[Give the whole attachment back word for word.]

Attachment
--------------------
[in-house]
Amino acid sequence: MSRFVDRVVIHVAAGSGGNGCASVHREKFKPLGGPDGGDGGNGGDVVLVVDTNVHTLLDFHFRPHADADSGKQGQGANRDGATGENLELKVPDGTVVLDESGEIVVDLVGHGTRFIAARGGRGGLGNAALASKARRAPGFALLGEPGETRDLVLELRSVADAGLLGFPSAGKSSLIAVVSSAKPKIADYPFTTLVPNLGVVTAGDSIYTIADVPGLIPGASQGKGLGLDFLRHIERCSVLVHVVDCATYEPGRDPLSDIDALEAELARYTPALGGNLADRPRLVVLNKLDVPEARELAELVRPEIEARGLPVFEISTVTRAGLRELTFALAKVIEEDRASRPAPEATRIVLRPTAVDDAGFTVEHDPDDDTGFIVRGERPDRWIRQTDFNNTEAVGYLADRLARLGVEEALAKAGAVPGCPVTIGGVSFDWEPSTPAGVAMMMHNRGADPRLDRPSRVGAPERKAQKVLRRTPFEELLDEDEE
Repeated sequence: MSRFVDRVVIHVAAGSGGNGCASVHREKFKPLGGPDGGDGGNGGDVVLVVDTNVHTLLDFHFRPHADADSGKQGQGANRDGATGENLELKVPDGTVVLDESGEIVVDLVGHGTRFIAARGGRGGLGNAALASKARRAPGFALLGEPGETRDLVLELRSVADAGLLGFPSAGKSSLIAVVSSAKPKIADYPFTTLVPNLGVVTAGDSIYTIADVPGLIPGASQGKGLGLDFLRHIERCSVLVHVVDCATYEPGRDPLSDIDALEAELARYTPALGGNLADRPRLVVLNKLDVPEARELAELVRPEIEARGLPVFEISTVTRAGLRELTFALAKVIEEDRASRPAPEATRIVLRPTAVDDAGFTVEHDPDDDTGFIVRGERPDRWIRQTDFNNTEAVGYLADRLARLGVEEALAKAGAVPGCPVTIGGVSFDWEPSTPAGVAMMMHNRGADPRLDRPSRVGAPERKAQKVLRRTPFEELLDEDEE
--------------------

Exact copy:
[in-house]
Amino acid sequence: MSRFVDRVVIHVAAGSGGNGCASVHREKFKPLGGPDGGDGGNGGDVVLVVDTNVHTLLDFHFRPHADADSGKQGQGANRDGATGENLELKVPDGTVVLDESGEIVVDLVGHGTRFIAARGGRGGLGNAALASKARRAPGFALLGEPGETRDLVLELRSVADAGLLGFPSAGKSSLIAVVSSAKPKIADYPFTTLVPNLGVVTAGDSIYTIADVPGLIPGASQGKGLGLDFLRHIERCSVLVHVVDCATYEPGRDPLSDIDALEAELARYTPALGGNLADRPRLVVLNKLDVPEARELAELVRPEIEARGLPVFEISTVTRAGLRELTFALAKVIEEDRASRPAPEATRIVLRPTAVDDAGFTVEHDPDDDTGFIVRGERPDRWIRQTDFNNTEAVGYLADRLARLGVEEALAKAGAVPGCPVTIGGVSFDWEPSTPAGVAMMMHNRGADPRLDRPSRVGAPERKAQKVLRRTPFEELLDEDEE
Repeated sequence: MSRFVDRVVIHVAAGSGGNGCASVHREKFKPLGGPDGGDGGNGGDVVLVVDTNVHTLLDFHFRPHADADSGKQGQGANRDGATGENLELKVPDGTVVLDESGEIVVDLVGHGTRFIAARGGRGGLGNAALASKARRAPGFALLGEPGETRDLVLELRSVADAGLLGFPSAGKSSLIAVVSSAKPKIADYPFTTLVPNLGVVTAGDSIYTIADVPGLIPGASQGKGLGLDFLRHIERCSVLVHVVDCATYEPGRDPLSDIDALEAELARYTPALGGNLADRPRLVVLNKLDVPEARELAELVRPEIEARGLPVFEISTVTRAGLRELTFALAKVIEEDRASRPAPEATRIVLRPTAVDDAGFTVEHDPDDDTGFIVRGERPDRWIRQTDFNNTEAVGYLADRLARLGVEEALAKAGAVPGCPVTIGGVSFDWEPSTPAGVAMMMHNRGADPRLDRPSRVGAPERKAQKVLRRTPFEELLDEDEE